In this short series of articles, I will explain what the difference between logo, identity and brand is. This piece will focus branding identity.
There is so much confusion regarding the varying meanings of logo, identity and brand – and how they connect. Many designers, authors and bloggers have had their say about what’s what…so I thought I’d have mine!
An identity (visual identity or branding identity) is…
…the package of your organisation’s individual visual devices, which work together to communicate your brand.
Another way to describe it is as a reflection of the look and feel of your organisation.
Your identity includes your logo, brand stationery, marketing materials, website, social media, email signature, newsletters, signage, package design, uniforms (amongst many other
items!) – basically, all customer touch-points.
Very often your graphic or creative designer will devise branding guidelines in relation to your identity to ensure your logo, typefaces and colour palettes are used consistently across all online and offline artwork, documents and communications. This consistency can help build brand recognition with customers.
Conversely, for example, if your logo is used in many different colours for various items of marketing collateral, signage and on your website, potential customers may not realise all of these elements are from the same organisation. This negatively impacts the building of your brand.
A cohesive, holistic approach is best. Using branding guidelines not only provides you with consistency but also a common theme to run through your marketing materials, newsletters and website.
A brand board (like the one shown as the featured image) is often included within these guildelines, which offers a visual snapshot of branding elements.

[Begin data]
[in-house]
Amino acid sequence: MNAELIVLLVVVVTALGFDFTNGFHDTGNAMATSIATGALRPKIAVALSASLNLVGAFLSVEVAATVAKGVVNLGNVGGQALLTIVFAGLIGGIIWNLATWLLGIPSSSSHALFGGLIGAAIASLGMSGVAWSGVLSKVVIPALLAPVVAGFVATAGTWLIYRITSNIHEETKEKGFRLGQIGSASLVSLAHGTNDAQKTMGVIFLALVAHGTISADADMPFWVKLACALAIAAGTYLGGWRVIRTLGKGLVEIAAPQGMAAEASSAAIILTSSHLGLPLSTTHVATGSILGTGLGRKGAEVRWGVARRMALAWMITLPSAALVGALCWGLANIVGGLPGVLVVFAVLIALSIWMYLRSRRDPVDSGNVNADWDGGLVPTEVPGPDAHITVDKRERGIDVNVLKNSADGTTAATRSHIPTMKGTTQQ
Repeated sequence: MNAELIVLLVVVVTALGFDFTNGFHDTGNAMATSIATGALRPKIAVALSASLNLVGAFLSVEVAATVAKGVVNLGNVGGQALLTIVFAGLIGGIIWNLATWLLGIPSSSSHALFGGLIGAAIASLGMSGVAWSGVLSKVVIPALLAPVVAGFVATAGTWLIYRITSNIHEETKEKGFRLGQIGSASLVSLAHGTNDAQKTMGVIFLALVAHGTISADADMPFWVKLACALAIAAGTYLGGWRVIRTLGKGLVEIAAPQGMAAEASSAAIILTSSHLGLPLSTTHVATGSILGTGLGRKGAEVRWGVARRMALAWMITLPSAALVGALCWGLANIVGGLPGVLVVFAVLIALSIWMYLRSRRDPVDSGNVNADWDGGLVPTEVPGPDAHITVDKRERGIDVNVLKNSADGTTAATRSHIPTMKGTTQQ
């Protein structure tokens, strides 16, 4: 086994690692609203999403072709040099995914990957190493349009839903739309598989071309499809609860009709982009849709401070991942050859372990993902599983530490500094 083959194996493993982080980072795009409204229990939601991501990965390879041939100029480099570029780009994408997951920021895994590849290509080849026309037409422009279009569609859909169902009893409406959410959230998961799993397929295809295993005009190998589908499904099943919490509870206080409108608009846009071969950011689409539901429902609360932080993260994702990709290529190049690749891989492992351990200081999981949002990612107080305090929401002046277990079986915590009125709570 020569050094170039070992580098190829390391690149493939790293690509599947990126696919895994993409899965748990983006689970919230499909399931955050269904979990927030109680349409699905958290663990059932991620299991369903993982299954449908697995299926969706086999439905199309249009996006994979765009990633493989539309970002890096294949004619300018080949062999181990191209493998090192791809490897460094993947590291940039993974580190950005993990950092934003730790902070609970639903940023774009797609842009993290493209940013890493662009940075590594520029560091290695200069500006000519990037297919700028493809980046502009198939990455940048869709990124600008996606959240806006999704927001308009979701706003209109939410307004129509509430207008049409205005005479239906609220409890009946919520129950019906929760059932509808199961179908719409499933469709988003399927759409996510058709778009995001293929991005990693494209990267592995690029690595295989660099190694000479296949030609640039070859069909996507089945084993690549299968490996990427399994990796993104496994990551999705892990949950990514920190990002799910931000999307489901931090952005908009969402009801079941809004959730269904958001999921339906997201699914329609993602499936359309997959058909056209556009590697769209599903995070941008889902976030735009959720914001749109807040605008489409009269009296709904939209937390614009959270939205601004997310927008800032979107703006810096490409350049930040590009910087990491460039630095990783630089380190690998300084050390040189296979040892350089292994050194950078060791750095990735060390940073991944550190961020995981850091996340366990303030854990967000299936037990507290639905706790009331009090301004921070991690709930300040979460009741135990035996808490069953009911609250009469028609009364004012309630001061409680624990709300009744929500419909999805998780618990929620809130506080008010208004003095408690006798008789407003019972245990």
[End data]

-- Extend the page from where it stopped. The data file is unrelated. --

Whilst I did identify branding identity with just visuals, I also include written communication within identity.
I believe the same type of language should be used, with the same message and tone to create an interconnection between all online and offline communications. Fragmentation within design or language gives the impression that your organisation is not in sync. Your customers need to feel that your organisation runs as a whole, believing in the same ethos, aiming to achieve the same goals. This will foster trust and loyalty.
I would advise that the management of your brand identity is by one designated person, department, designer or agency in order to maintain its strength. Your identity will be diluted should a skewed version of your logo appear on your invoices or if your old logo features on distributed letters on headed paper. And, as a designer, there’s not much worse for us to see! We will cringe on your behalf!
So, think of branding identity as the visual design of your business. When working together, consistently and integrated, your brand awareness and recognition can be built by using business cards, marketing collateral and package design.
If you’d like me to design a branding identity for you, from scratch or a rebrand, please don’t hesitate to get in touch. I’d love to hear from you! Please email: